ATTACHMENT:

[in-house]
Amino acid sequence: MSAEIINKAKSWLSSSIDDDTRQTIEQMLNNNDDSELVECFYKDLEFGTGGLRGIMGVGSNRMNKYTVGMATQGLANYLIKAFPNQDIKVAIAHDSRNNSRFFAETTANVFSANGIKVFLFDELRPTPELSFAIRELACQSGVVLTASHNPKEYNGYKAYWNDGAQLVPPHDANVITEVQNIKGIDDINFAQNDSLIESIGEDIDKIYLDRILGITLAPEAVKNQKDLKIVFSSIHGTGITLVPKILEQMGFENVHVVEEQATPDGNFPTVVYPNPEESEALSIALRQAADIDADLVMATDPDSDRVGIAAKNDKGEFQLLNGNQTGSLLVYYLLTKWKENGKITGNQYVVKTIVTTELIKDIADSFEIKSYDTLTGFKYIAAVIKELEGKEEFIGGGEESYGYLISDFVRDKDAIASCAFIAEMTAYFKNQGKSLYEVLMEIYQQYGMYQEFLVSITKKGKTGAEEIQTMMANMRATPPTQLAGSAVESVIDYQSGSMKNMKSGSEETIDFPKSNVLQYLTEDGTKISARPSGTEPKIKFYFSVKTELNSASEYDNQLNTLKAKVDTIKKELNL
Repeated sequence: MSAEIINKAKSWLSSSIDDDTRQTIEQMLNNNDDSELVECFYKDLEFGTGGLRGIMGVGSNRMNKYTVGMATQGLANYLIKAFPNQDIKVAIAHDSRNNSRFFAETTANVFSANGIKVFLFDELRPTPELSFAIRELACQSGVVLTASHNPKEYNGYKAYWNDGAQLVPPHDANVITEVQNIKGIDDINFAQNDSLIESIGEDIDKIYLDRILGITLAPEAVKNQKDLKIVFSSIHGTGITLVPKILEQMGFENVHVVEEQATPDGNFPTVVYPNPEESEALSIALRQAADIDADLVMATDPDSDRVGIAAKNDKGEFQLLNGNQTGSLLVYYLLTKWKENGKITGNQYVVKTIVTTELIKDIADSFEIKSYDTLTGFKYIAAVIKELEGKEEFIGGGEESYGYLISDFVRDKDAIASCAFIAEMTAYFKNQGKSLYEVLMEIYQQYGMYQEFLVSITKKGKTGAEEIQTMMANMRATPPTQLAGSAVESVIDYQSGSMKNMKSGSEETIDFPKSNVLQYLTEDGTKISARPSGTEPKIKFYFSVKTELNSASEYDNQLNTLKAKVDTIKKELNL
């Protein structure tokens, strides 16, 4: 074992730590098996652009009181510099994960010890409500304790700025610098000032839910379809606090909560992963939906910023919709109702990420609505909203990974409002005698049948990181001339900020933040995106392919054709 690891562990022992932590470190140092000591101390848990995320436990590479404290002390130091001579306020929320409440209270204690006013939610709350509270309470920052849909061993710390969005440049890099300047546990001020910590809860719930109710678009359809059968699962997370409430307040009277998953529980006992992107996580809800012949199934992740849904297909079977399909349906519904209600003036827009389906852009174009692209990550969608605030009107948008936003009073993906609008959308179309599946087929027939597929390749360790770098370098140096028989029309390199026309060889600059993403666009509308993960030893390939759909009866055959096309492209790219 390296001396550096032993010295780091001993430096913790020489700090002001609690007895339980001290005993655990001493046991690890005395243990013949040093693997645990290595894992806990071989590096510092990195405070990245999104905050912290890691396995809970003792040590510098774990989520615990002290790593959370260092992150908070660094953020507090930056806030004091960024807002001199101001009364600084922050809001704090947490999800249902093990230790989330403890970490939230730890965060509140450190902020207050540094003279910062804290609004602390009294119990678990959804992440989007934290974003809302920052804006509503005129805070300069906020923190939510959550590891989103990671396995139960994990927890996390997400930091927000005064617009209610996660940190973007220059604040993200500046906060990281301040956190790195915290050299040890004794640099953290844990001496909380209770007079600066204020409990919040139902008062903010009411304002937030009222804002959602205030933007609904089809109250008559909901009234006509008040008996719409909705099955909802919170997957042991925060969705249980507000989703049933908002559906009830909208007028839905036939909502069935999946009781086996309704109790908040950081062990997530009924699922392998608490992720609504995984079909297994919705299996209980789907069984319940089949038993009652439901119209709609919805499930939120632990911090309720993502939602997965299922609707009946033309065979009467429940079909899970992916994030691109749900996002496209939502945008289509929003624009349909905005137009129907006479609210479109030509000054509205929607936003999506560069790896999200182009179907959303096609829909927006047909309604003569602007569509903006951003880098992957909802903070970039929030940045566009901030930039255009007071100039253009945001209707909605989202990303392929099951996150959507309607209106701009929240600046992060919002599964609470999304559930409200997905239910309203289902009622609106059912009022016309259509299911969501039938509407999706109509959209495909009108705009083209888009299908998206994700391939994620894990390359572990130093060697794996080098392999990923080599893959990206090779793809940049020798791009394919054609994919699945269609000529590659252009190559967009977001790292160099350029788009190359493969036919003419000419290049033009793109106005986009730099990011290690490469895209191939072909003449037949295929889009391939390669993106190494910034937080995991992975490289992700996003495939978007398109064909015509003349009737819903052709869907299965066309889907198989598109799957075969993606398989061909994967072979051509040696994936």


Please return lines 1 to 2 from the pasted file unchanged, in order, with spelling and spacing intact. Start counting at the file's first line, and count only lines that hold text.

[in-house]
Amino acid sequence: MSAEIINKAKSWLSSSIDDDTRQTIEQMLNNNDDSELVECFYKDLEFGTGGLRGIMGVGSNRMNKYTVGMATQGLANYLIKAFPNQDIKVAIAHDSRNNSRFFAETTANVFSANGIKVFLFDELRPTPELSFAIRELACQSGVVLTASHNPKEYNGYKAYWNDGAQLVPPHDANVITEVQNIKGIDDINFAQNDSLIESIGEDIDKIYLDRILGITLAPEAVKNQKDLKIVFSSIHGTGITLVPKILEQMGFENVHVVEEQATPDGNFPTVVYPNPEESEALSIALRQAADIDADLVMATDPDSDRVGIAAKNDKGEFQLLNGNQTGSLLVYYLLTKWKENGKITGNQYVVKTIVTTELIKDIADSFEIKSYDTLTGFKYIAAVIKELEGKEEFIGGGEESYGYLISDFVRDKDAIASCAFIAEMTAYFKNQGKSLYEVLMEIYQQYGMYQEFLVSITKKGKTGAEEIQTMMANMRATPPTQLAGSAVESVIDYQSGSMKNMKSGSEETIDFPKSNVLQYLTEDGTKISARPSGTEPKIKFYFSVKTELNSASEYDNQLNTLKAKVDTIKKELNL